Shapiro was deluged with responses, including 452 comments on his blog post and no telling how many emails, including a couple from me. Shapiro had made a serious error in what he called "My Personal Favorite Chart," which was that he looked at labor force data and acted like it was population data. Since December 2007, "739,000 people fled into Texas," he said. In fact, he had no data on interstate migration at all, and was misinterpreting the change in the size of the labor force to be the same thing as interstate migration. One commenter, "delaustin," pointed him to a link for interstate migration data (http://www.census.gov/hhes/migration/), where we see, for example, that net interstate (including DC and PR) immigration into Texas in 2009 was 130,234. This, of course, was all migrants, not just members of the labor force, and less than half of Texas' total population is employed. As a result, his "Personal Favorite Chart" was GIGO.
An even more serious problem is that the concept of "employment performance" is extremely sensitive to the way it is measured. Shapiro asserted without argument that population growth is, at worst, "a good problem to have." Of course, since what he was actually measuring was labor force growth, I argued earlier that there was no clear reason to think that adding two unemployed people to the labor force for every new employed person was "a good problem to have."
Shapiro did argue that unemployment rates were not the best measure of employment performance because interstate migration meant that states were rewarded for having their labor force fall in size. Thus, his preferred measure was the ratio of employed persons in June 2011 to that of December 2007, i.e. raw job numbers. By this measure, it turns out from Pandl's study of every state that Texas came in fourth, after North Dakota, Alaska, and DC. (Shapiro says Texas did better than North Dakota; I can't account for their different findings without seeing more of Pandl's methodology.)
If we do use unemployment rates, however, we find that Texas' unemployment rate has deteriorated relative to the national average, rising from 88% of the national average in January 2008 to 92.3% of the national average in July 2008 (and it rose again in August). I showed that by an alternate measure of employment performance, ratio of unemployment rate in July 2011 to that of December 2007, Texas was slightly below the median, with the July 2011 unemployment rate 187% of the December 2007 rate. By this measure, North Dakota and Alaska held the top two spots, just as they did with raw employment numbers. DC, however, is right below the median, at 177%.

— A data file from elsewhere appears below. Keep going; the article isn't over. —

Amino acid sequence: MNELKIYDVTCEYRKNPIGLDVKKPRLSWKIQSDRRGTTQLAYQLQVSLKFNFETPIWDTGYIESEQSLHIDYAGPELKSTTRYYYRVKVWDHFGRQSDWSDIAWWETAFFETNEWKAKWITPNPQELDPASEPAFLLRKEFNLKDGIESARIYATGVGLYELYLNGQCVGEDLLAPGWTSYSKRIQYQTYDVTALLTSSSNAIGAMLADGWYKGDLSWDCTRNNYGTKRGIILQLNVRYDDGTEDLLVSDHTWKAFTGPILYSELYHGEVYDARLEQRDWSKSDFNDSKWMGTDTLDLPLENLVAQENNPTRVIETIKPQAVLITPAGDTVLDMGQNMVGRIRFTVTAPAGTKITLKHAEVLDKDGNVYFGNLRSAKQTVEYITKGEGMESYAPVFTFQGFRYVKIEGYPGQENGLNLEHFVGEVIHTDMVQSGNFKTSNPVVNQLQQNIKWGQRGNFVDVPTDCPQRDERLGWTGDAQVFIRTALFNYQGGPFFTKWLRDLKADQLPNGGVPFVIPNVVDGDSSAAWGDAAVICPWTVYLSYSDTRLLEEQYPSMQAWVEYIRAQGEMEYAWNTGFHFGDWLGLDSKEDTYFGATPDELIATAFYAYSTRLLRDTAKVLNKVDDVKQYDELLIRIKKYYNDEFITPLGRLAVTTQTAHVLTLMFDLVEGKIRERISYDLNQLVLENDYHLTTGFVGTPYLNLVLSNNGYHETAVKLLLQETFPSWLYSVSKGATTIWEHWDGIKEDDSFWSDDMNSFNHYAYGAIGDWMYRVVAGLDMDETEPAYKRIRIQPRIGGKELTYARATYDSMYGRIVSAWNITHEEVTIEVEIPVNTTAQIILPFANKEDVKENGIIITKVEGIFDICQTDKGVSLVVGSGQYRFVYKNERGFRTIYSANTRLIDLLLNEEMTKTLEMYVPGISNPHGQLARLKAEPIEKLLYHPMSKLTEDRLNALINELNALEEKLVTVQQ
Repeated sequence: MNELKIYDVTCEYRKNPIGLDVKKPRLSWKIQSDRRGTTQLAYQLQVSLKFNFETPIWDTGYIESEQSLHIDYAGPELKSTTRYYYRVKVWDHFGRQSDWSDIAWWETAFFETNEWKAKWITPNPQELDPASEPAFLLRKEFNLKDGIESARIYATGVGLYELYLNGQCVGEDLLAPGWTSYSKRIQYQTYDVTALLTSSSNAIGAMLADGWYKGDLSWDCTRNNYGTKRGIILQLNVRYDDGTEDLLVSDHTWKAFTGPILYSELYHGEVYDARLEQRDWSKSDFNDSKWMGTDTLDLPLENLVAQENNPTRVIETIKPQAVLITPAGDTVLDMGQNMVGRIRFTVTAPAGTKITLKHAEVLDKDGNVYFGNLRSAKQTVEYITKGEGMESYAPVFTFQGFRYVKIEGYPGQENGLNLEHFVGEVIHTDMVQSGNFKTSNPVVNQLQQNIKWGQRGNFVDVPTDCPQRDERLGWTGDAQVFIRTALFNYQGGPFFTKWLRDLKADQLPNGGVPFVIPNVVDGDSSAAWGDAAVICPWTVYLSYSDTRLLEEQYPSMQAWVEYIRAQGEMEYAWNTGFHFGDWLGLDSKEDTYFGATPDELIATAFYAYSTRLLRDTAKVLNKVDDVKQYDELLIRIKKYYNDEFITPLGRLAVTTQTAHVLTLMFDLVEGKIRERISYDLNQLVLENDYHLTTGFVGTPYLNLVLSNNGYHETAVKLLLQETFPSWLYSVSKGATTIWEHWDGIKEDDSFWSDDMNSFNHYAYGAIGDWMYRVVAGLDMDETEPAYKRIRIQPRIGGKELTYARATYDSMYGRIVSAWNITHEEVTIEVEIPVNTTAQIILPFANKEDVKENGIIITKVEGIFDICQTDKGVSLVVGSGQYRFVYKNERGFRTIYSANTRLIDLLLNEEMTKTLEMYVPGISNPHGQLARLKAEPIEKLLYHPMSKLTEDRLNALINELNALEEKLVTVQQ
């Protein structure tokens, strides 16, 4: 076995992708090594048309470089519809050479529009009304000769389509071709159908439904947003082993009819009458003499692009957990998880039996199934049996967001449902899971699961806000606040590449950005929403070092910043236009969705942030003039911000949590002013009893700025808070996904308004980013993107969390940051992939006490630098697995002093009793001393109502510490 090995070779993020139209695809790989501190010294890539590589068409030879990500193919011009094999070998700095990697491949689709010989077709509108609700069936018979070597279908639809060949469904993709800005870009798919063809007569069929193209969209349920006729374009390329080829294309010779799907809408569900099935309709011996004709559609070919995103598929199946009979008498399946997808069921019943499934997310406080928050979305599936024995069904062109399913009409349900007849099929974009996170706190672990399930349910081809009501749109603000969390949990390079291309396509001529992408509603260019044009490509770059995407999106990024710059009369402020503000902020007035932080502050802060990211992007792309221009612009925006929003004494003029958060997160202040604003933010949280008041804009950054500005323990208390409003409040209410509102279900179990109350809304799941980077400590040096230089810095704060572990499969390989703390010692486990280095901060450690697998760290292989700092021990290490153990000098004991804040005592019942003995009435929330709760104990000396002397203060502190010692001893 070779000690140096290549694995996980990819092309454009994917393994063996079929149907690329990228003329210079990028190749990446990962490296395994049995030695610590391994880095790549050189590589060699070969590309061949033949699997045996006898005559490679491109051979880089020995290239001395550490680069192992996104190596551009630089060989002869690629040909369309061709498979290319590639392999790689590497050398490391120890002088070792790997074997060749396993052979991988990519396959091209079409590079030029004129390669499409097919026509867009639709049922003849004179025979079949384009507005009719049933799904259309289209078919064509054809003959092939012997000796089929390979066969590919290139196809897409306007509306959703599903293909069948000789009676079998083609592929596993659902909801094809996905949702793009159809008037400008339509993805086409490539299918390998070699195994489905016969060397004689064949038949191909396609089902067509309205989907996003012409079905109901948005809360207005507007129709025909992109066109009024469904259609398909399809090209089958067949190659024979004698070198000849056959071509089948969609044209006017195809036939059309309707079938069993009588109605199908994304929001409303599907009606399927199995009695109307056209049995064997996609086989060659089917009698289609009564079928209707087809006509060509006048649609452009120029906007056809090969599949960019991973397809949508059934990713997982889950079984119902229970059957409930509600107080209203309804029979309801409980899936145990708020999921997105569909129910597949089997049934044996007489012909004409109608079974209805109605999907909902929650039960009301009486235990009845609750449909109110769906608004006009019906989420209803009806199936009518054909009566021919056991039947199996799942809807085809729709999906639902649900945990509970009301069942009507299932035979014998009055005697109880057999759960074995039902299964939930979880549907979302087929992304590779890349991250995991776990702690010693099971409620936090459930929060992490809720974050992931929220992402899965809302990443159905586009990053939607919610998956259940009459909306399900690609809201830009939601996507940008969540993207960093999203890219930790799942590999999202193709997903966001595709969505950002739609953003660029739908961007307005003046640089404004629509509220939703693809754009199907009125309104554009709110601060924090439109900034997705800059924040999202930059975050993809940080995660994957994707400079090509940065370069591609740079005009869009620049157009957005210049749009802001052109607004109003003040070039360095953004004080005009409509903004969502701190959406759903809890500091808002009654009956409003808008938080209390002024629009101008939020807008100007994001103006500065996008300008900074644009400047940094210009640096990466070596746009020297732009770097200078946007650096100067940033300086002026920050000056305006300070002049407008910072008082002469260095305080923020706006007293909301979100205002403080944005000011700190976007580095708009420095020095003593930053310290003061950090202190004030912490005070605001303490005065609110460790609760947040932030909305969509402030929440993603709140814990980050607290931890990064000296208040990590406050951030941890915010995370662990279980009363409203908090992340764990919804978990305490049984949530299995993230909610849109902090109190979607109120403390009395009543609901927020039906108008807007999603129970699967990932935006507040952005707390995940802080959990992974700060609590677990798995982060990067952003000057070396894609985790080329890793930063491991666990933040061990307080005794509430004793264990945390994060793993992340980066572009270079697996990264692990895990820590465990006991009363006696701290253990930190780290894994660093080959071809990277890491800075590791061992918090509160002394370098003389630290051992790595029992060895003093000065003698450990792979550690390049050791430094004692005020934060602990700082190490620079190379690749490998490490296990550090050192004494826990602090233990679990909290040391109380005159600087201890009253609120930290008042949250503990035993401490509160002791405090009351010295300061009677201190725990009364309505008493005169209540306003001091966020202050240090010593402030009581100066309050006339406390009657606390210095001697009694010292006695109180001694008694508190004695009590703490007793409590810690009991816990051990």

As I wrote a couple of weeks ago, the employment/population ratio is often used in place of the unemployment rate to measure employment performance. Since population is a component, it would seem that Shapiro would have less to object to with this metric. Felix Salmon showed that by this measure, Texas has performed worse than the U.S. average during the Perry administration.
Source: Felix Salmon
Two caveats are necessary here. First, Salmon uses a non-standard definition of the population denominator, including all persons regardless of age or institutionalized status. Second, even with this measure, we can see that since the recession began, Texas has performed better than the national average (compare the slopes of the two lines after 2007).
To find out much better, I used the standard Bureau of Labor Statistics definition of the employment population ratio, where population is the civilian, non-institutionalized population aged 16 and older, and took the ratio of that ratio for August 2011 (P for preliminary) to December 2007 (R for revised). As we can see, no state has gotten back to its December 2007 employment/population ratio, but North Dakota has gotten the closest.
Employment/Population Ratios by State (%)
|State||August 2011 P||Dec 2007 R||Ratio of ratios|
Here we find that Texas comes in 11th place. As noted, North Dakota retains the top spot; Alaska is 6th by this measure and does well on all three measures. DC, however, comes in 50th by this measure, rather than third or 27th. This underscores the difficulty in measuring "employment performance." Clearly, more analysis is needed.
Meanwhile, Shapiro promised on August 23 "to try to do a follow-up in the coming week that addresses more of the data." Since then, he managed to publish a long, multi-chart post on an unrelated topic on August 31, but has not delivered any follow-up. Here we are, more than a month later, and it is unclear if any will be forthcoming. I'm sure I'm not the only person curious as to what points Shapiro thinks still hold up.